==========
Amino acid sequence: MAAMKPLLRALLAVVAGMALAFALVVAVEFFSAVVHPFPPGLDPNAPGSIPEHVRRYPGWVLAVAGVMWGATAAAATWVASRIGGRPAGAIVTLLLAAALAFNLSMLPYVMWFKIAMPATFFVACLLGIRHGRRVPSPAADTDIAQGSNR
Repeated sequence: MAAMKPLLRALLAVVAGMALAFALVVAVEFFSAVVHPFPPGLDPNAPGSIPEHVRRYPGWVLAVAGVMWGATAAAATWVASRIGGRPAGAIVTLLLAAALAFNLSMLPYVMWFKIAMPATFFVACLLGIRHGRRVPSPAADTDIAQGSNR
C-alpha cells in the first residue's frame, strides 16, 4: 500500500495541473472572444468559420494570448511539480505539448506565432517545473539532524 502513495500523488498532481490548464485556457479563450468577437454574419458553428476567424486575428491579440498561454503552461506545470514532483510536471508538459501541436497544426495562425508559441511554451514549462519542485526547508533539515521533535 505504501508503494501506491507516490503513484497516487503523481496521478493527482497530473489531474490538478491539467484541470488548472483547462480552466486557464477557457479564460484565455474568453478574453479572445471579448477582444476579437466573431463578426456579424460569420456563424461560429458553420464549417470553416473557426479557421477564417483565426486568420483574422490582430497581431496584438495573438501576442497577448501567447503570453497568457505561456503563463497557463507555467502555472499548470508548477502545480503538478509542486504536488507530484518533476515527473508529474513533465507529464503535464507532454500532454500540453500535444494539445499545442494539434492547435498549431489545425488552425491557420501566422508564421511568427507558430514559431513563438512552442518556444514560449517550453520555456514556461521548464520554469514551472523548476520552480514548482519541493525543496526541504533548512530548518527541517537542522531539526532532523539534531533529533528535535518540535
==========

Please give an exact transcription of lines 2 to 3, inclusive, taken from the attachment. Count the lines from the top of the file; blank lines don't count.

Repeated sequence: MAAMKPLLRALLAVVAGMALAFALVVAVEFFSAVVHPFPPGLDPNAPGSIPEHVRRYPGWVLAVAGVMWGATAAAATWVASRIGGRPAGAIVTLLLAAALAFNLSMLPYVMWFKIAMPATFFVACLLGIRHGRRVPSPAADTDIAQGSNR
C-alpha cells in the first residue's frame, strides 16, 4: 500500500495541473472572444468559420494570448511539480505539448506565432517545473539532524 502513495500523488498532481490548464485556457479563450468577437454574419458553428476567424486575428491579440498561454503552461506545470514532483510536471508538459501541436497544426495562425508559441511554451514549462519542485526547508533539515521533535 505504501508503494501506491507516490503513484497516487503523481496521478493527482497530473489531474490538478491539467484541470488548472483547462480552466486557464477557457479564460484565455474568453478574453479572445471579448477582444476579437466573431463578426456579424460569420456563424461560429458553420464549417470553416473557426479557421477564417483565426486568420483574422490582430497581431496584438495573438501576442497577448501567447503570453497568457505561456503563463497557463507555467502555472499548470508548477502545480503538478509542486504536488507530484518533476515527473508529474513533465507529464503535464507532454500532454500540453500535444494539445499545442494539434492547435498549431489545425488552425491557420501566422508564421511568427507558430514559431513563438512552442518556444514560449517550453520555456514556461521548464520554469514551472523548476520552480514548482519541493525543496526541504533548512530548518527541517537542522531539526532532523539534531533529533528535535518540535